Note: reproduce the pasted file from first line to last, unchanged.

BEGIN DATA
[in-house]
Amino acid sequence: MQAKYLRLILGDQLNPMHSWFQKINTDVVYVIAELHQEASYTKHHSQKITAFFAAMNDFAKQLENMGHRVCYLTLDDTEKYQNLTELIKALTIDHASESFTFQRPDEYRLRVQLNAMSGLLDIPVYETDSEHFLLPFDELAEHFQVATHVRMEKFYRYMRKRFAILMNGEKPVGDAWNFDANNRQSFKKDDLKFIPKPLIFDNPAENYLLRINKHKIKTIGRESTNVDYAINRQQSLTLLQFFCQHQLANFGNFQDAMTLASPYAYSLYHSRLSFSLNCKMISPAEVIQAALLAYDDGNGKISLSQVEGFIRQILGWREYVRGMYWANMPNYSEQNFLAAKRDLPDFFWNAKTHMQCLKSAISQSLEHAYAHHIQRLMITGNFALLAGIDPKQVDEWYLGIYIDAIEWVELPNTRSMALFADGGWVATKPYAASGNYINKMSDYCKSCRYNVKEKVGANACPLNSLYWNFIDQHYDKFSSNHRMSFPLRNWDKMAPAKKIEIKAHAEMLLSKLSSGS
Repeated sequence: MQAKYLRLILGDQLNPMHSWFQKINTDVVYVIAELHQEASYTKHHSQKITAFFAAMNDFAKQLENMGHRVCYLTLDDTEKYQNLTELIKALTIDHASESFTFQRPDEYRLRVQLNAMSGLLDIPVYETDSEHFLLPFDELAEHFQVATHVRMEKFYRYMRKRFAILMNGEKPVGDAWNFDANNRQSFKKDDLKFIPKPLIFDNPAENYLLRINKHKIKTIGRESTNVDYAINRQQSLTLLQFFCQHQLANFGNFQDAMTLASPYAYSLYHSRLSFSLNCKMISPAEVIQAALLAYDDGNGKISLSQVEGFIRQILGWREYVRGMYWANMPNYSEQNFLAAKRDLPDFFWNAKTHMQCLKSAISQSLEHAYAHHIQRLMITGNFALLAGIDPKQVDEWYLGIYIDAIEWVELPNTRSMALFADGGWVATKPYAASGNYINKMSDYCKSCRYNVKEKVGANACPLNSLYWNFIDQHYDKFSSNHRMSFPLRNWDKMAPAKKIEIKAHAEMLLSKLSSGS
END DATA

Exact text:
[in-house]
Amino acid sequence: MQAKYLRLILGDQLNPMHSWFQKINTDVVYVIAELHQEASYTKHHSQKITAFFAAMNDFAKQLENMGHRVCYLTLDDTEKYQNLTELIKALTIDHASESFTFQRPDEYRLRVQLNAMSGLLDIPVYETDSEHFLLPFDELAEHFQVATHVRMEKFYRYMRKRFAILMNGEKPVGDAWNFDANNRQSFKKDDLKFIPKPLIFDNPAENYLLRINKHKIKTIGRESTNVDYAINRQQSLTLLQFFCQHQLANFGNFQDAMTLASPYAYSLYHSRLSFSLNCKMISPAEVIQAALLAYDDGNGKISLSQVEGFIRQILGWREYVRGMYWANMPNYSEQNFLAAKRDLPDFFWNAKTHMQCLKSAISQSLEHAYAHHIQRLMITGNFALLAGIDPKQVDEWYLGIYIDAIEWVELPNTRSMALFADGGWVATKPYAASGNYINKMSDYCKSCRYNVKEKVGANACPLNSLYWNFIDQHYDKFSSNHRMSFPLRNWDKMAPAKKIEIKAHAEMLLSKLSSGS
Repeated sequence: MQAKYLRLILGDQLNPMHSWFQKINTDVVYVIAELHQEASYTKHHSQKITAFFAAMNDFAKQLENMGHRVCYLTLDDTEKYQNLTELIKALTIDHASESFTFQRPDEYRLRVQLNAMSGLLDIPVYETDSEHFLLPFDELAEHFQVATHVRMEKFYRYMRKRFAILMNGEKPVGDAWNFDANNRQSFKKDDLKFIPKPLIFDNPAENYLLRINKHKIKTIGRESTNVDYAINRQQSLTLLQFFCQHQLANFGNFQDAMTLASPYAYSLYHSRLSFSLNCKMISPAEVIQAALLAYDDGNGKISLSQVEGFIRQILGWREYVRGMYWANMPNYSEQNFLAAKRDLPDFFWNAKTHMQCLKSAISQSLEHAYAHHIQRLMITGNFALLAGIDPKQVDEWYLGIYIDAIEWVELPNTRSMALFADGGWVATKPYAASGNYINKMSDYCKSCRYNVKEKVGANACPLNSLYWNFIDQHYDKFSSNHRMSFPLRNWDKMAPAKKIEIKAHAEMLLSKLSSGS